Rat Park: the Importance of Good Mental Health
The ways we have been approaching substance abuse and addiction in the past are not working.
Since the popularization of the “War on Drugs,” criminalization of addiction has exploded prison populations, dehumanized those that struggle with substance abuse, and negatively impacted the way we handle and tailor substance abuse treatment and drug rehabilitation. Treatment becomes focused around judicial and physical rehabilitation. How can we keep the addict from going back to the streets and a life of crime? How do we counteract the physical and psychological allure of drug consumption and its addictive nature? The focus is often on the end result, while undermining the effect that creating and maintaining good mental health can have on the process. Good mental health and a positive, strong social support system can create the fundamental foundation needed for maintaining a life of sobriety after addiction. Those who are seeking to break the cycle of addiction often meet societal rejection and condemnation for their past substance abuse. These experiences, coupled with social presumptions that they will fall back into addiction, encourage poor mental health and can sabotage a potentially successful substance abuse treatment. The lack of focus on maintaining good mental health and providing mental health services can become a hindering factor for those going through drug rehab, perpetuating the cycle of addiction. The addition and focus on mental health treatment and providing mental health services for those going through drug rehabilitation and substance abuse treatment, therefore, becomes a must.
The importance of good mental health and strong social support during substance abuse treatment can be compared to the drug addiction experiment performed in the late 1970s called “Rat Park.” In this experiment, Professor Bruce K. Alexander studied whether continued drug addiction was entirely due to the effects of drug consumption, or whether outside factors could have an influence on the potential for addiction. He took two groups of rats and separated them into two separate enclosures. Half were placed in single, standard cages with each rat being completely isolated. The other half were placed in a giant, specially-built open enclosure that had walls painted to look like woodlands, and cedar shavings and dozens of boxes for the rats to nest and play in, essentially providing everything needed to keep the rats happy. Most significantly, the rats inhabiting this enclosure were able to play, fight, and socially engage with one another. This enclosure became known as “Rat Park.” The scientists began to offer morphine to both sets of rats, mixing the drug into a sugary water concoction the rats’ taste buds could hardly resist. However, the rats that were isolated in the metal cages were far quicker to start drinking the morphine-water, and consumed in much higher volumes. Cage consumption of the morphine-water was nineteen times higher than that of the Rat Park rats. Despite being freely-available, the morphine-water went largely untouched within Rat Park as the rats preferred their social life and engagement to the drug’s effects.
Most surprising was the results of the second stage of the experiment, when the scientists experimented with rats deliberately made addicted to morphine, observing whether a difference in environment would impact the rats’ drug rehabilitation process. The rats were given only morphine-water for nine days, then given a “free day” where they could choose between morphine-water or regular water. Of the two groups, the rats that were kept in the isolated cages not only continued drinking the morphine-water, but increased their intake. However, the Rat Park rats drank significantly less of the morphine-water and actively attempted to resist consuming the drug, even when withdrawal symptoms were experienced. Despite both groups being physically dependent, the Rat Park rats deliberately tried to return to a social life undisrupted by the drug, choosing to endure the effects of morphine withdrawal. From the study, Professor Alexander concluded that continued substance abuse was not simply due to the effects of the drug, but that certain environmental factors could trigger a higher likelihood of addiction. More specifically, the Rat Park rats that were provided with tools that benefited their mental health, i.e., freedom to run around, toys to encourage play, and active socialization with others, were not only less likely to consume the morphine-water, but when forcibly made addicted, were more likely to resist the drug and pursue sobriety.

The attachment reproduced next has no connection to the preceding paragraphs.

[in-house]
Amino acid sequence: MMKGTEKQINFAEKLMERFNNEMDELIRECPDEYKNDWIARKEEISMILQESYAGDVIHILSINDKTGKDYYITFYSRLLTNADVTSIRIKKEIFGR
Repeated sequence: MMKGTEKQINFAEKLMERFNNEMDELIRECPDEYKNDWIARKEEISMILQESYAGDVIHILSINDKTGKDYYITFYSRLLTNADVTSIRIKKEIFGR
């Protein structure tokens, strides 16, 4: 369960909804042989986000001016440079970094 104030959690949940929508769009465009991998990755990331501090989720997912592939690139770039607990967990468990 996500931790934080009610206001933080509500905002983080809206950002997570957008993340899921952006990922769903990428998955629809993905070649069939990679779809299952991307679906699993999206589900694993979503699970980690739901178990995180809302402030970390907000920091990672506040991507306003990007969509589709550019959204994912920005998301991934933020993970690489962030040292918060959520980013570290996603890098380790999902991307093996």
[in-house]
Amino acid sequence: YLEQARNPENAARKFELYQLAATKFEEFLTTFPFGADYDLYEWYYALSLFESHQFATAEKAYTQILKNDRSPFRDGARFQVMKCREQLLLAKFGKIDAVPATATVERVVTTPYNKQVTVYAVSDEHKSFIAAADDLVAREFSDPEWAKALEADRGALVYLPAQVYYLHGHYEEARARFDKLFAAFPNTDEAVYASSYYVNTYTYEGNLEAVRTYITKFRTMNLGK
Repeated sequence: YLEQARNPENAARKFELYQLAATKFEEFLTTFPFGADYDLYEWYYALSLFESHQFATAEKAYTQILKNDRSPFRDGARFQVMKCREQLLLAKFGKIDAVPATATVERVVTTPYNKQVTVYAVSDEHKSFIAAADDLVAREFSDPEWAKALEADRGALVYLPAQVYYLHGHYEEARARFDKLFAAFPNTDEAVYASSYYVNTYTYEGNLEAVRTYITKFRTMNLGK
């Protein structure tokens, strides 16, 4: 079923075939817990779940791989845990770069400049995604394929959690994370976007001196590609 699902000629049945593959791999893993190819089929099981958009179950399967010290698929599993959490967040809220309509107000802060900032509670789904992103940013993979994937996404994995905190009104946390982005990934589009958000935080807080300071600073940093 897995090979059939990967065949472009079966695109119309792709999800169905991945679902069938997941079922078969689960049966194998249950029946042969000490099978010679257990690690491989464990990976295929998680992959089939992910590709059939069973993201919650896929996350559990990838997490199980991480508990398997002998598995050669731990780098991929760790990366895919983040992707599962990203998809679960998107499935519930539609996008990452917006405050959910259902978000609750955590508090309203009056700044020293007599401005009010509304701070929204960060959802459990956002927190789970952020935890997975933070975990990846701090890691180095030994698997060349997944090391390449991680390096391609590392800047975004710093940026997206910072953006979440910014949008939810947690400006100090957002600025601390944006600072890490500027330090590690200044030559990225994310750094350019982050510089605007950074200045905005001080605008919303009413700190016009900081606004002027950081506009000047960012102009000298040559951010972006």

The experiment “Rat Park” showed the importance that good mental health can play in overcoming addiction. By nurturing good mental health through mental health treatment and services, a person struggling with addiction can find the encouragement and support necessary for their substance abuse treatment. They are more likely to be successful after their rehabilitation and remain sober in the future. Strong support from family and friends is fundamental, but so is the access to and inclusion of mental health services, such as Lifeline Connections and other rehabilitation centers, in the overall individual substance abuse treatment. When dealing with addiction in Vancouver, it is important that we do not approach substance abuse treatment as being separate from mental health and mental health treatment, but as coinciding. Drug rehabilitation and treatment in the city of Vancouver must be treated with Vancouver mental health at the forefront, with mental health services made readily available and implemented as part of the drug rehab process.
To read a more in-depth explanation of Professor Alexander’s “Rat Park” experiment, check out this Stuart McMillen comic.